Multiplexing means that different types of ligands can be immobilized on a single SPRi-Biochip. It also enables the study of many parameters at the same time concentration, immobilization pH, etc. Our technology measures modifications of the refractive index at the surface of the SPRi-Biochip, which can be correlated to mass variations.

It can be used to detect interacting molecules in real time, to determine the analyte concentration, and the affinity of the interaction. SPRi allows the full characterization of biomolecular interactions specificity, kinetics and affinity which in turn can give information on a sample solution quantity of molecules. A vast library of samples can be analyzed. They include proteins, peptides, nucleic acids, carbohydrates, bacteria, cells, polymers, organic small molecules, and more.

A binding event, or mass accumulation, will induce a change of refractive index and a shift of the position of the resonance angle. SPRi follows the variations of reflectivity occurring at a fixed angle working angle versus time. The principle is described in the following diagram:. Step B : When the sample solution is injected in the flow cell, molecular binding can occur.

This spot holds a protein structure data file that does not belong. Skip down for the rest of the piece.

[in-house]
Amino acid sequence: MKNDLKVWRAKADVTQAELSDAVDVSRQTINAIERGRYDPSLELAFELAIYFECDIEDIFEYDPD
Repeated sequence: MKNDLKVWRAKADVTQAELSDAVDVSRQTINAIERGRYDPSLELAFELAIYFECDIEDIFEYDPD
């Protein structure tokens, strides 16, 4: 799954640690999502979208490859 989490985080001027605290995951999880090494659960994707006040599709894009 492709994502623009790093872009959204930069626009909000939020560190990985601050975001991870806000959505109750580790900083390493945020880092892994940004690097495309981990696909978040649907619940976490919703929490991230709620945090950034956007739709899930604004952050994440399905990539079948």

This induces a shift of the plasmon curves and an increase of reflectivity. The kinetic curves sensorgrams show the variations of reflectivity versus time association phase. The process can also be monitored on the SPRi difference image. White spots correspond to interacting areas of the SPRi-Biochip. Step C : When the sample solution leaves the flow cell, the ligand-analyte complexes dissociate.

This induces a shift of the plasmon curves and a decrease of reflectivity. The kinetic curves show the variations of reflectivity versus time dissociation phase. The process can also be monitored on the SPRi difference image as interacting spots become darker. Step D : When all the ligand-analyte complexes are fully dissociated sometimes using a regeneration solutionthe plasmon curves and the kinetic curves return to the initial state.